1. You found a bunch of interesting articles to pull all this information together! Going to sleep around the same time every night and waking up around the same time (without an alarm clock) has been the easiest way to help me feel more energized during the day. It was such a simple switch and the results are amazing. In addition, eating my meals around the same time has added a supplemental layer of balance. Thanks for sharing so much research to back up this super beneficial habit.

    Liked by 3 people

  2. Not smart enough to know the true impact, ramifications or implications, but corporate life truly destroyed my sleep cycles – ironically my drive for running was in some part to completely drain my body so I could at least get an hour or two of sleep. Looking forward to how this situation improves now that I’ve discarded the non-stop stress and 24/7 problem solving that never would allow my brain to turn off and get adequate rest. Right with you on being more outdoors and being tuned into natures rhythms.

    Liked by 4 people

    1. Shaun, hi! The new year has brought huge changes, but I am conscious of adjusting in a healthy manner, and doing ok so far. Thanks for asking! How is 2022 treating you? Glad you found the biorhythm info valuable; I appreciate your kindness. Blessings to you as well, my friend. 🌞

      Liked by 1 person

      1. Everything is fine. I am enjoying the new year and whatever it throws at me. Trying to keep on being positive through this pandemic. I just found out there is a new strand of it in France. I found that on Google just browsing. I just pray that a cure for all of this will be found soon. Thank you so much for listening to my presentation, I didn’t think anyone would. I just share what’s on my heart and what God leads me to. I never know what I am going to talk about or write about. I have enjoyed talking to you. It helps to have someone positive to talk to from time to time. Stay blessed Lisa, and have s super weekend.

        Liked by 2 people

  3. Very interesting information Lisa, especially the piece about making breakfast the most calorie-dense meal of the day. I know several people who swear by intermittent fasting as a way to lose weight. Personally I notice a big difference in my energy levels if I don’t eat within an hour or two of waking up, so I am not convinced.

    Liked by 3 people

    1. Hi, Michelle, thanks for your input. I appreciate intermittent fasting, as well, not only for weight loss, but for general good health. Starting a fast at 6 pm means I can eat breakfast/brunch at 10 am, which allows for a complete fasting cycle, with the added possibility of calorie loading early. (I also find that starting the day with several hydrating liquids works better for me than eating right out of bed.). Enjoy the weekend! 🌞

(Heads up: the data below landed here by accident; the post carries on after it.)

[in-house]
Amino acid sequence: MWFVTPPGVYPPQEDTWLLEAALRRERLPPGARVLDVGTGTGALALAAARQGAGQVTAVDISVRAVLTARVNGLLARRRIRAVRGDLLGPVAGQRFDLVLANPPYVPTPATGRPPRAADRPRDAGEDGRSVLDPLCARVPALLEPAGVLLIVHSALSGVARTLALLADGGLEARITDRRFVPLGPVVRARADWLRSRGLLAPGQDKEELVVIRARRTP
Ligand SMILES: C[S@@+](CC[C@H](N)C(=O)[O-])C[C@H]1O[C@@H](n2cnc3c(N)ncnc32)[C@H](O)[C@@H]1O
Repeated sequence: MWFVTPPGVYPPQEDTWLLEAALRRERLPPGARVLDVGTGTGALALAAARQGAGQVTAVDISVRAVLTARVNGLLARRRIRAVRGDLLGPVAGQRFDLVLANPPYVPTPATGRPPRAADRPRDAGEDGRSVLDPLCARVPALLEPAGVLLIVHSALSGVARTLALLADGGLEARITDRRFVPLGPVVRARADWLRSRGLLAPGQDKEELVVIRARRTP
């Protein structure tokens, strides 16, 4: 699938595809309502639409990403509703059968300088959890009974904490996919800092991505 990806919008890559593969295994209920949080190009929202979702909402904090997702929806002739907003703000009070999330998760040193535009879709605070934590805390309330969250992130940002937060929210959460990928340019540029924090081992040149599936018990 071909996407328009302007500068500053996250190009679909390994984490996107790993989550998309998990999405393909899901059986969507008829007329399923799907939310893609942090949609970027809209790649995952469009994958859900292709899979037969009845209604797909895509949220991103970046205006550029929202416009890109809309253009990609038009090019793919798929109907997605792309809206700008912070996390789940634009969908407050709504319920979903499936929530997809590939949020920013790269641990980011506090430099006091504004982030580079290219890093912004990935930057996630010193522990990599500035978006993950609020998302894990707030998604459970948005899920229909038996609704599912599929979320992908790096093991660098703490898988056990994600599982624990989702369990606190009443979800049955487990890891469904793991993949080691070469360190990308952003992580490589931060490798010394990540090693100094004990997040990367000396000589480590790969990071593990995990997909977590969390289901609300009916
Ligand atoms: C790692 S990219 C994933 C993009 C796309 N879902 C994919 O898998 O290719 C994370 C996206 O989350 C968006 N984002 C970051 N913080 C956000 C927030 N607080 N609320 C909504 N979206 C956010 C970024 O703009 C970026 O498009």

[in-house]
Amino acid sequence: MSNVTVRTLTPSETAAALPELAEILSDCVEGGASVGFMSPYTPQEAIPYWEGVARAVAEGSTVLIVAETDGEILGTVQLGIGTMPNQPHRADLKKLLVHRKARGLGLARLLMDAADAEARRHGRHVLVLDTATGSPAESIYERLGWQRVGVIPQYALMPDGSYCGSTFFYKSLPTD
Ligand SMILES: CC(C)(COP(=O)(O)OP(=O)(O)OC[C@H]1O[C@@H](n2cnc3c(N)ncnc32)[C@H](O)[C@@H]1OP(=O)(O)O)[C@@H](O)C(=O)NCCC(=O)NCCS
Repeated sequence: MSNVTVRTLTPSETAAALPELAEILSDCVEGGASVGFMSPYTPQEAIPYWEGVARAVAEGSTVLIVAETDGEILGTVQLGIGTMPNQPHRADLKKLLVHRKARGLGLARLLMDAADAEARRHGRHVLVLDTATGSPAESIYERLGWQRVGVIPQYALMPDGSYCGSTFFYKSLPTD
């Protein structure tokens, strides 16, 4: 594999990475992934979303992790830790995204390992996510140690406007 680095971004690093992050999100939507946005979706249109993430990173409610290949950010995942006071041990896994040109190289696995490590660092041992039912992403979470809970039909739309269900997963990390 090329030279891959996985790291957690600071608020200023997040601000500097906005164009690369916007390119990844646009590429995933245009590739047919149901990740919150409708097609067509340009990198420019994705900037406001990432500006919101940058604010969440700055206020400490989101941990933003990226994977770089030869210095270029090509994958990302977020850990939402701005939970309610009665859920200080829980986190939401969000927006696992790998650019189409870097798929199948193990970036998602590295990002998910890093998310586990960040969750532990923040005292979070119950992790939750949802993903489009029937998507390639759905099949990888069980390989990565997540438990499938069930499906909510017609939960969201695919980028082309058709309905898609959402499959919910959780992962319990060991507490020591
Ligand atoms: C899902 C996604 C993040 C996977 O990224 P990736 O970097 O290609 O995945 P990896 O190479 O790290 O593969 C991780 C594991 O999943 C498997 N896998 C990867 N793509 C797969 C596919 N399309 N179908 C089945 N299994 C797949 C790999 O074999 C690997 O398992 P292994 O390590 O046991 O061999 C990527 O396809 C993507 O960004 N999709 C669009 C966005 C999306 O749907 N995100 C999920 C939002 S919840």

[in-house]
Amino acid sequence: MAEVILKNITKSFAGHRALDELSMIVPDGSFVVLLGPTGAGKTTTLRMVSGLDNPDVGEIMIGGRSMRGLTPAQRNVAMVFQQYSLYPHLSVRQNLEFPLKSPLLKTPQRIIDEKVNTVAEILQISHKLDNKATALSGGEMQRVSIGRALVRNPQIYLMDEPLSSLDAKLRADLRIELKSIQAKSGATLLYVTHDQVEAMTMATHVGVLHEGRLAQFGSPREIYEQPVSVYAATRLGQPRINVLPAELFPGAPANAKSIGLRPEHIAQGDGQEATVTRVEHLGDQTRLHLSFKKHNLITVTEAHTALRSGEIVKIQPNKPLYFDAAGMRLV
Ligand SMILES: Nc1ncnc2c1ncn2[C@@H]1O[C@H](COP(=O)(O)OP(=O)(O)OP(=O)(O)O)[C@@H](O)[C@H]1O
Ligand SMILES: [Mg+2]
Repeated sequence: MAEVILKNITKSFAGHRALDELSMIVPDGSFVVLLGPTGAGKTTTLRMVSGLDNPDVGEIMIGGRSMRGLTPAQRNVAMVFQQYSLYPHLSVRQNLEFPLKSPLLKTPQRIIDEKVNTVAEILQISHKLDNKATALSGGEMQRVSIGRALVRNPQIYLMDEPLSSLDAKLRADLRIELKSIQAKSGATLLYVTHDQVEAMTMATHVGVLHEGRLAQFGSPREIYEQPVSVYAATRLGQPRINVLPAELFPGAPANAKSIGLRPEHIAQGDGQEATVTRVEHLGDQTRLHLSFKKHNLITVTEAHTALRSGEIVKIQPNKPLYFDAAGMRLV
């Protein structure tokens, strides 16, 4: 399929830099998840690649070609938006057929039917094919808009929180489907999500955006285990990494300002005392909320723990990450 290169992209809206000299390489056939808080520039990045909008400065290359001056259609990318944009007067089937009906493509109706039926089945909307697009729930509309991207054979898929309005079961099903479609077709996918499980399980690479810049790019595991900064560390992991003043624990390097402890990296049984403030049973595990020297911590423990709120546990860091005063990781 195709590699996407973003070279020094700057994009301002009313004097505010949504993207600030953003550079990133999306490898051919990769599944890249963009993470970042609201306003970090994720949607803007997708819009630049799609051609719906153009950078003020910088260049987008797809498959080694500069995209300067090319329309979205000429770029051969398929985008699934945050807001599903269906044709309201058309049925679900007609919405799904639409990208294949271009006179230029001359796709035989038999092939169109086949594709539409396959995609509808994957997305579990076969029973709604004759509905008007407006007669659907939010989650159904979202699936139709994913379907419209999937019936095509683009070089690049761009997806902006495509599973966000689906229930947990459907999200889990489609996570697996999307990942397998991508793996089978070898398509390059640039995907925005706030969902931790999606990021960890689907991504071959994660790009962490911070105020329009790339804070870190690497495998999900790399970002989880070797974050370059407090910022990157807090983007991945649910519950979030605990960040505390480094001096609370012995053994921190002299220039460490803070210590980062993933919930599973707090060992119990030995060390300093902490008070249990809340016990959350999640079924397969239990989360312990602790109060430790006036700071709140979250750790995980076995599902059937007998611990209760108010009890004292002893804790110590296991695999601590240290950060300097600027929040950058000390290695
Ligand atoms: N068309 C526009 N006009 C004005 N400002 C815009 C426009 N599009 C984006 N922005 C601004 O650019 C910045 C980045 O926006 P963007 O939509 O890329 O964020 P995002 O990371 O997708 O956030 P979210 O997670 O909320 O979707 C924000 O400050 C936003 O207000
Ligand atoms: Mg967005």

Liked by 2 people

  4. Looks like I am a ‘victim’ of breaking the bio rhythm being a shift worker for over 15 years. We know shift work “kills”. In contrast, fortunately, I am still reasonably in good physical and mental state. Perhaps there is more to than just the science. Great article, thanks.

    Liked by 3 people

  5. As a night shift worker, I can attest to the negative impact of a disrupted sleep cycle. I reset to daytime living on the weekends, and jumping back and forth between days and nights is very hard on the system. I’ve always said that if I was single, I wouldn’t switch, but would keep my days and nights inverted full time. But I like to see my sweetie from time to time, so that’s not going to happen. 🙂

    Liked by 3 people

      1. He jumps though plenty of hoops in return. Whenever he’s off work, he has to tiptoe around the house because I’m asleep. It tends to make his vacations pretty boring. But we manage!

        Liked by 2 people

  6. Life processes, for all creatures, are incredibly complex. As much as humans have learned about them, many times more remains to be learned. And then there’s the subjects of how time and matter began — the answers aren’t known fully yet, and probably never will be!

    Liked by 3 people

  7. When I think of the fact that so many sporting events I watch on television end after midnight, EST, , I think if I moved to the U.S. west coast, my bio rhythms would be much better.

    Liked by 3 people

  8. Hi Lisa this comment is about your latest post but it has no comments and I couldn’t find an email. Anyway thought I’d let you know your title has a typo. You missed the fi in Benefit. You can delete this message if you want. Maggie

    Liked by 3 people

  9. There is a rhythm to all things that work to produce harmony… artificially breaking the natural rhythm, and creating another to suit altered circumstances, does not negate from the natural… and causes unnecessary stress…
    🇯🇲🏖️

    Liked by 2 people